Q – What are you listening to these days?
Some things I’ve been listening to lately are: Dan Mangan’s new record is beautiful. It is dark, moody, and incredibly creative. I also really like the High Ends. It is the side project of Yukon Blonde. It is fun and synthy. I also really like Hannah Eperson, she is a really cool violinist who has been playing with Juliana Barawick. The music is dreamy. Besides the local stuff – I really love Brian Eno. I mean, I’ve loved his music for a long time but I am in a particularly intense Brian Eno phase right now. There is something about the winter that leads me to minimal, warbly, moody music.

William Basinski – he took tape loops he created years ago and has been playing them over and over again as they fall apart. The tapes are disintegrating and something about that is incredibly soothing. haha – disintegration? What does that say about me, I don’t like pop songs I like disintegrating tape looping in my little cabin in the woods.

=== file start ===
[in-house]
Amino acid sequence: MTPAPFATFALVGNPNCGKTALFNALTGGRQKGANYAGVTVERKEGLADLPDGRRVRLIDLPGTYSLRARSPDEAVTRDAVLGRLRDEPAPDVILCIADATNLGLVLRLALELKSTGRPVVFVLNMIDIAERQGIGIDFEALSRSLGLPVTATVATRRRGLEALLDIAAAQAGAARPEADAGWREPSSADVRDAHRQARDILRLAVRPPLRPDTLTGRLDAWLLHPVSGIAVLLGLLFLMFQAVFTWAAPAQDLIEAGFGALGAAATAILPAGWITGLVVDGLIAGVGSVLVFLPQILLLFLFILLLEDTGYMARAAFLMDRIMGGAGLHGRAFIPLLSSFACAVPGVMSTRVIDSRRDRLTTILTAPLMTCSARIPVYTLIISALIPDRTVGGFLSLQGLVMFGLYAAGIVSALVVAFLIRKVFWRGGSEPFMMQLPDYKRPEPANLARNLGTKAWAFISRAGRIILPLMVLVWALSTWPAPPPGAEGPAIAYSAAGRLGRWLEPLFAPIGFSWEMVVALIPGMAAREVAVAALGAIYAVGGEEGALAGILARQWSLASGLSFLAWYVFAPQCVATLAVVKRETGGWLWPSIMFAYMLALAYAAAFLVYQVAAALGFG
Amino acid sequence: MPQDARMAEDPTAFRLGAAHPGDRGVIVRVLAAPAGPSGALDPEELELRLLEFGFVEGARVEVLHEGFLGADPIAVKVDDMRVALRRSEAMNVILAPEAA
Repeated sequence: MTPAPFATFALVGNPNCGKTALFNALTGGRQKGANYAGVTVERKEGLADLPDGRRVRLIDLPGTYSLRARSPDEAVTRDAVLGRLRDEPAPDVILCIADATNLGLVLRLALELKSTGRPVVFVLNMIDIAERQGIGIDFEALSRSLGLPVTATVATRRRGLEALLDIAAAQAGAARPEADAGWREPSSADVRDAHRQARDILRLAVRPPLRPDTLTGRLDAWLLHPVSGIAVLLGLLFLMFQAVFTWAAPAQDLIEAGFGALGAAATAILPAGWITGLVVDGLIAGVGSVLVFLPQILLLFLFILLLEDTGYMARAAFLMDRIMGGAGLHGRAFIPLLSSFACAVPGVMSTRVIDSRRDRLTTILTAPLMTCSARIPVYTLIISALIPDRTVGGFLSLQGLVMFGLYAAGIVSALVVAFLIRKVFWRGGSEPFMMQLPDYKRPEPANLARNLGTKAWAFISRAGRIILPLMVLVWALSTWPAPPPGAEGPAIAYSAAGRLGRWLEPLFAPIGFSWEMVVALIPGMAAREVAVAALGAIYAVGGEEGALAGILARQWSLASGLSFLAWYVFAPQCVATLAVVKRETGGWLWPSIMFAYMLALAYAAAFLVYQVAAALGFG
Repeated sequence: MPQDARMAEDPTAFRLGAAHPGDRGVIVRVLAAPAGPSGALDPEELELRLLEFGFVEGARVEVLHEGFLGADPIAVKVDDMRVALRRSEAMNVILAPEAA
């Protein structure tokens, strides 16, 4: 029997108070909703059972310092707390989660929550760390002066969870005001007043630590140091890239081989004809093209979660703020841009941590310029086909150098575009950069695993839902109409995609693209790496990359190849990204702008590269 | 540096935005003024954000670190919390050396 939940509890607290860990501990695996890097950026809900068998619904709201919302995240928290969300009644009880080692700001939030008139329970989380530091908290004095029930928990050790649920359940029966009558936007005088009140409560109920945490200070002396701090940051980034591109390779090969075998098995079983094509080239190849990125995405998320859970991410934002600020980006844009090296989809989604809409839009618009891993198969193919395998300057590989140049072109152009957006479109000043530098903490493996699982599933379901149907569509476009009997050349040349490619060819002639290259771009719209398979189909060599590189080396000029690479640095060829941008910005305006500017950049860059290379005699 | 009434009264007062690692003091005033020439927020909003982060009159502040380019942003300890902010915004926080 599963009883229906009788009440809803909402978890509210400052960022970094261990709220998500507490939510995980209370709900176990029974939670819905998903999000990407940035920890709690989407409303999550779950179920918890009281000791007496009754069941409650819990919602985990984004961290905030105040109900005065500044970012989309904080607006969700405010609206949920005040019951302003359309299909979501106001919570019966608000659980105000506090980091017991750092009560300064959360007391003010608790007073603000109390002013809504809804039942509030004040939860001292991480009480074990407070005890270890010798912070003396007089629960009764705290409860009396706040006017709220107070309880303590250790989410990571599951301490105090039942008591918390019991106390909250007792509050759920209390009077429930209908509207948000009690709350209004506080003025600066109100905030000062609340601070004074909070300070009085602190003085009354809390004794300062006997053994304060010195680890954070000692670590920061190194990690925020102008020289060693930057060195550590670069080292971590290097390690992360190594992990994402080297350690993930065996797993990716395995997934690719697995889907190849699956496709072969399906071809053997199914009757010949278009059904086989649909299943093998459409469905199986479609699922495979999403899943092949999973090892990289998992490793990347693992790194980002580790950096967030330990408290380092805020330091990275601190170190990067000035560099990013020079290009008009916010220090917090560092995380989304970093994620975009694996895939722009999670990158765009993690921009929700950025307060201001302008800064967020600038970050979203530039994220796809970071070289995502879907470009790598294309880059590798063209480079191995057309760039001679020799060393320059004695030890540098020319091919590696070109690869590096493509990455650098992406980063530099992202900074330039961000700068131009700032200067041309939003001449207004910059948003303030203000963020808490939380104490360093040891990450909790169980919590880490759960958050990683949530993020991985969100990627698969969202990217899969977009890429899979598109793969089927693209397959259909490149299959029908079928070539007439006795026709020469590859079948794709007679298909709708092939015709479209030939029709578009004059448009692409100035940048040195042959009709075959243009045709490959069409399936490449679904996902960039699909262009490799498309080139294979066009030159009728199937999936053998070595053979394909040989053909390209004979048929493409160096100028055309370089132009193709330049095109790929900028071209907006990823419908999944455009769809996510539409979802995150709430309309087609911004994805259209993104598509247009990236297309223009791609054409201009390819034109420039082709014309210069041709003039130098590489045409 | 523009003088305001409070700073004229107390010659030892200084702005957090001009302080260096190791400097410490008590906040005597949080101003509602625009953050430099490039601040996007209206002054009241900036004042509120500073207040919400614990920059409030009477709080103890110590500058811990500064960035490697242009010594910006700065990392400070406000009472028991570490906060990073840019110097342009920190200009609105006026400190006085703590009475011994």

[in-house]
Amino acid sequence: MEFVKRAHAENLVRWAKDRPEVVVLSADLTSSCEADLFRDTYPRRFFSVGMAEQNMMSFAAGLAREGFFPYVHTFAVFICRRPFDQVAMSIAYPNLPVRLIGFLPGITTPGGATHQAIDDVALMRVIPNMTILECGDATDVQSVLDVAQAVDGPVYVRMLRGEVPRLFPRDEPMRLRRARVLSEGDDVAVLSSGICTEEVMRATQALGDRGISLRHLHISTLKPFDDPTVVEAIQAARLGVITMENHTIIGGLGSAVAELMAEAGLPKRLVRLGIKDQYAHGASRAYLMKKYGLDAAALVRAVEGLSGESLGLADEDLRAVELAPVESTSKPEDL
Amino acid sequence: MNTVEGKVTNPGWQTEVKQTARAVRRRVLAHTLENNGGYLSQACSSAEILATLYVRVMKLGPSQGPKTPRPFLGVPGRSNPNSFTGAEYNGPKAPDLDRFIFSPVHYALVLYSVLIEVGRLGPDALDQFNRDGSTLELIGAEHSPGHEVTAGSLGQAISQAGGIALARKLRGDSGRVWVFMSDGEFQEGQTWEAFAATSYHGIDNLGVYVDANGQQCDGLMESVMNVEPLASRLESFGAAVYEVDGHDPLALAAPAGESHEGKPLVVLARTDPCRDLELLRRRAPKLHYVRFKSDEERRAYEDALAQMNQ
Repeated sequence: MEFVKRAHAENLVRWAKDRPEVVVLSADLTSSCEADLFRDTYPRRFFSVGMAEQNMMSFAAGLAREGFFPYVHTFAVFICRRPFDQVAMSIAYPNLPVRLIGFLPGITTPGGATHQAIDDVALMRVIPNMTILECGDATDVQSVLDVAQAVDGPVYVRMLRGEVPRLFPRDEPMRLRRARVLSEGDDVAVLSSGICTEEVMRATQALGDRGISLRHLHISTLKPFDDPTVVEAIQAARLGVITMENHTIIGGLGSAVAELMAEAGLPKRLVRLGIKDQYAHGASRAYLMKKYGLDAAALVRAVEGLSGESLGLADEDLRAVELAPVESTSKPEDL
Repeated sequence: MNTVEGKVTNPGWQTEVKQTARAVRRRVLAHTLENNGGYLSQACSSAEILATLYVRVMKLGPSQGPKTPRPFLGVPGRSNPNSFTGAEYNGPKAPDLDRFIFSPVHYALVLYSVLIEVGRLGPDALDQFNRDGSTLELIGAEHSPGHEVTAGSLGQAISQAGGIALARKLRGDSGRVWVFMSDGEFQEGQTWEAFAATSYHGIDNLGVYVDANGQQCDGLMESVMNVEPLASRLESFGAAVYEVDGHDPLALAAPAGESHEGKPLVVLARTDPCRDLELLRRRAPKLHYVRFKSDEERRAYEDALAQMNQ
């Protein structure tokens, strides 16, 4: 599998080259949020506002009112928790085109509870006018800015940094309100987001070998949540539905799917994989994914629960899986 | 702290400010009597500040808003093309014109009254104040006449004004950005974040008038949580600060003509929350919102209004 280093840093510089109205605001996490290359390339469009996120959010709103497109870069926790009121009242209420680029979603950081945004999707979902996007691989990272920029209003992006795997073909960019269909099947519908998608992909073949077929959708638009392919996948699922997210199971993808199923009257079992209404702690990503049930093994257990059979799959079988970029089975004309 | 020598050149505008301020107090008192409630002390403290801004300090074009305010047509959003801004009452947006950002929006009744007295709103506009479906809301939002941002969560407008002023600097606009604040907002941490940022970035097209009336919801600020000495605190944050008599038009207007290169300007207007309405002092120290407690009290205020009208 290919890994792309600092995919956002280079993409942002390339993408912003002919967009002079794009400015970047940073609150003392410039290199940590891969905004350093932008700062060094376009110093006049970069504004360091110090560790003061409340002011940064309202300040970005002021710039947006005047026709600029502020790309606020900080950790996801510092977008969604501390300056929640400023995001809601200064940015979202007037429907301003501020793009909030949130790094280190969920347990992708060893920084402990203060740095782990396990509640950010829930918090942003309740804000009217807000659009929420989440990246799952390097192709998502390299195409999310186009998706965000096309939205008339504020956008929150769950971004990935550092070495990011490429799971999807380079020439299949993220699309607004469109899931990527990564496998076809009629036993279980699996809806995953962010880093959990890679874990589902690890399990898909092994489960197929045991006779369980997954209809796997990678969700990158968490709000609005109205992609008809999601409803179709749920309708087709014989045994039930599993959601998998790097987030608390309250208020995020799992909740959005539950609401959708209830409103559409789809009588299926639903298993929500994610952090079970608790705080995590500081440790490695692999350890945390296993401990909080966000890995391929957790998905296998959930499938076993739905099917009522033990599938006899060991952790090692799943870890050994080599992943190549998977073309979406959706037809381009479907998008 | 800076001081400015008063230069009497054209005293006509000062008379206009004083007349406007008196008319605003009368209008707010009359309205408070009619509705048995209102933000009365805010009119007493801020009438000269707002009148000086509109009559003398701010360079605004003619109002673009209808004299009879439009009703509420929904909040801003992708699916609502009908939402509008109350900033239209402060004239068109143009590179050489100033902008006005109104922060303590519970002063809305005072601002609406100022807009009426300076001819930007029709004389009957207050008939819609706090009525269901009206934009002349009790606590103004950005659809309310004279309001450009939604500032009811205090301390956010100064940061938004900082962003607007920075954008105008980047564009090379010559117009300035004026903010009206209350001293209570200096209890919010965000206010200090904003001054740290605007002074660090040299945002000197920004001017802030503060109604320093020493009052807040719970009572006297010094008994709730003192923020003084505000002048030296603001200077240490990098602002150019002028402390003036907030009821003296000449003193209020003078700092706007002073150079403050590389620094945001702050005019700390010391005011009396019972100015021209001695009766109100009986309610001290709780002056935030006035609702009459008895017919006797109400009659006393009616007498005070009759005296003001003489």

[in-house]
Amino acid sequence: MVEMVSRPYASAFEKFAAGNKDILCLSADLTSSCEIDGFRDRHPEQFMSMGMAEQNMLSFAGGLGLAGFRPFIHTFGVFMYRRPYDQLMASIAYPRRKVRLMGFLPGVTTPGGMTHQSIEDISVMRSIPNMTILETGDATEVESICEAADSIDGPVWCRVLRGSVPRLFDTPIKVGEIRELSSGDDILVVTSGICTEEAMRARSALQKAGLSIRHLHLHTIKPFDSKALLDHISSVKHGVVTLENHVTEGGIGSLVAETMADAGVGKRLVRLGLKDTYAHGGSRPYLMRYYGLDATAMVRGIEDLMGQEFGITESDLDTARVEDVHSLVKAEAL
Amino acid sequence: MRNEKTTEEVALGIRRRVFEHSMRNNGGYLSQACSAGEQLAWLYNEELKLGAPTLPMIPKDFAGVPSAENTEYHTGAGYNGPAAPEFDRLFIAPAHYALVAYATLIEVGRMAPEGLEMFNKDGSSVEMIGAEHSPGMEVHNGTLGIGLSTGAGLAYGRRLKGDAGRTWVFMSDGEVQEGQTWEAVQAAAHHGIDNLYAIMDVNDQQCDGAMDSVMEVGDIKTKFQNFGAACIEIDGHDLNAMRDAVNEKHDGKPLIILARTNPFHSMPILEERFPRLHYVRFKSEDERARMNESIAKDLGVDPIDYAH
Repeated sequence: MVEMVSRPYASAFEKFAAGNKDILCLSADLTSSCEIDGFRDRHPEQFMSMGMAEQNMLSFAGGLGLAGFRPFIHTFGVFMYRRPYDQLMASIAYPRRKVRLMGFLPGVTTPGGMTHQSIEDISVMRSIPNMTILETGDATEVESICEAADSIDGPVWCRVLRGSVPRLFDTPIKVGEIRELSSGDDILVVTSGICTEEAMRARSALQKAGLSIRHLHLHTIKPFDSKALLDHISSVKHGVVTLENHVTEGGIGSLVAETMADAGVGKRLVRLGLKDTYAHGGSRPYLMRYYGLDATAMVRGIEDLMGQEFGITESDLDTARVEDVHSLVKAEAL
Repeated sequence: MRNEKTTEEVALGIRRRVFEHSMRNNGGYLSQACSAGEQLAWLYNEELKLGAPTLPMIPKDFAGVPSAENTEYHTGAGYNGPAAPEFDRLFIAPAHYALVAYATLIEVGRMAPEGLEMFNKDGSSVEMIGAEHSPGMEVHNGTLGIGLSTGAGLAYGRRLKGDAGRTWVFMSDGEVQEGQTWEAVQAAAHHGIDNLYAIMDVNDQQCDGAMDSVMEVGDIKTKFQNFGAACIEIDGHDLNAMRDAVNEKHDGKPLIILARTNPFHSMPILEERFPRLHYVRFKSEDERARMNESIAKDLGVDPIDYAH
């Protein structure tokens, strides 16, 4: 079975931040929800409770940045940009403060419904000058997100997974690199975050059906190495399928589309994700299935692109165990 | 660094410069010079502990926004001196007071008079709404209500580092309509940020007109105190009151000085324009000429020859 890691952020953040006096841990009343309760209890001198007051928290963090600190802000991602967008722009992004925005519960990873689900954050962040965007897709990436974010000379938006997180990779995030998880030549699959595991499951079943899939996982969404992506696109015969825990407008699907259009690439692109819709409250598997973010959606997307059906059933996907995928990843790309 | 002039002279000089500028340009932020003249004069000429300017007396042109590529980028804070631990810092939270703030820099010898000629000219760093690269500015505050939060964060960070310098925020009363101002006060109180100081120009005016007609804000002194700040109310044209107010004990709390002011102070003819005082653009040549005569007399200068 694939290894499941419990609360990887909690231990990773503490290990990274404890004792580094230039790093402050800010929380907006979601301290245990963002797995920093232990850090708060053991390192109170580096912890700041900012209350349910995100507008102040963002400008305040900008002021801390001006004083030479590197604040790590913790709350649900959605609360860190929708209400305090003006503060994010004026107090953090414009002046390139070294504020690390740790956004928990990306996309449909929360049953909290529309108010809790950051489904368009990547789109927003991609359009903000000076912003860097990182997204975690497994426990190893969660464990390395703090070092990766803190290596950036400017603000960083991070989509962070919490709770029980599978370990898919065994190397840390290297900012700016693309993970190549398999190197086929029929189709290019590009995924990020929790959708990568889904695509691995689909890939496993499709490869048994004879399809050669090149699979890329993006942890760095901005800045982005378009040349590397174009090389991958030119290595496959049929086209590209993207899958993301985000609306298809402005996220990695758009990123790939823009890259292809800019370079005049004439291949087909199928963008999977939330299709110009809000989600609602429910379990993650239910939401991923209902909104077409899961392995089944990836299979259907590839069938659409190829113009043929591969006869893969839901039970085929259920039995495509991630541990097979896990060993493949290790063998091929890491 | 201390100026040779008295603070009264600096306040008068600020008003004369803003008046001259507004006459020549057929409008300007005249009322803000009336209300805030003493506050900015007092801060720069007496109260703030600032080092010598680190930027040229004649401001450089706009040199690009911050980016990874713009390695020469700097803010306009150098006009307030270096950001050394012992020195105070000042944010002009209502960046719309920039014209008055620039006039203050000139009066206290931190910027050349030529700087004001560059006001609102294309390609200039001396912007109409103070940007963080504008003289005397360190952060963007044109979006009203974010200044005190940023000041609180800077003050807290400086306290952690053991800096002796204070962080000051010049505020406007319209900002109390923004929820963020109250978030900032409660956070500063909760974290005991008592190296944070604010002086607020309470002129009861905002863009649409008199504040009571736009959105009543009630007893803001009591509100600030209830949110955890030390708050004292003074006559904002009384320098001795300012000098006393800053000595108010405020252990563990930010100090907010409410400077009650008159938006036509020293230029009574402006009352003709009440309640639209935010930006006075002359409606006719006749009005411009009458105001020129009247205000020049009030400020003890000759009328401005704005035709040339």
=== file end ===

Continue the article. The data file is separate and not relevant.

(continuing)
Q – Do you really live in a cabin in the woods?
Yes. We’ve lived here for a few years and its really nice. When I “come into town” (and that’s what we say here… go into town) it always takes me a while to get used to being surrounded by so many people. I’m used to like 4 or 5 people being around me at home and to go to the ‘city’ is overwhelming. I can’t concentrate when I’m around so much human stimulation! We just live 30 mins out side Victoria, so it’s not like we’re out in the clearing? or anything, but still I’ve gotten used to being a little removed from the buzz of the city.

Q  – Do you have the internet in your cabin?
Yes, we do, and we have neighbours and everything! haha. We’re not like Hansel and Grettel or anything. I don’t think they had the internet. Or they could have called for help.

The internet would have solved all of their problems! 

Q – Finally, do you sing Karaoke? 
Yes, I do like Karaoke. I like The Pretenders, although that’s more for myself than it is a crowd pleaser. I also like singing Abba.. I love Abba. I like “knowing me knowing you” .. Its not one of their main hits that everyone would know, even though its on Abba Gold!

You should get the Mama Mia DVD they have a Karaoke option that includes all lyrics.
That sounds great.

Thanks so much Kathryn, we look forward to having you in Hamilton.
Thank you for the interview. That was a fun talk.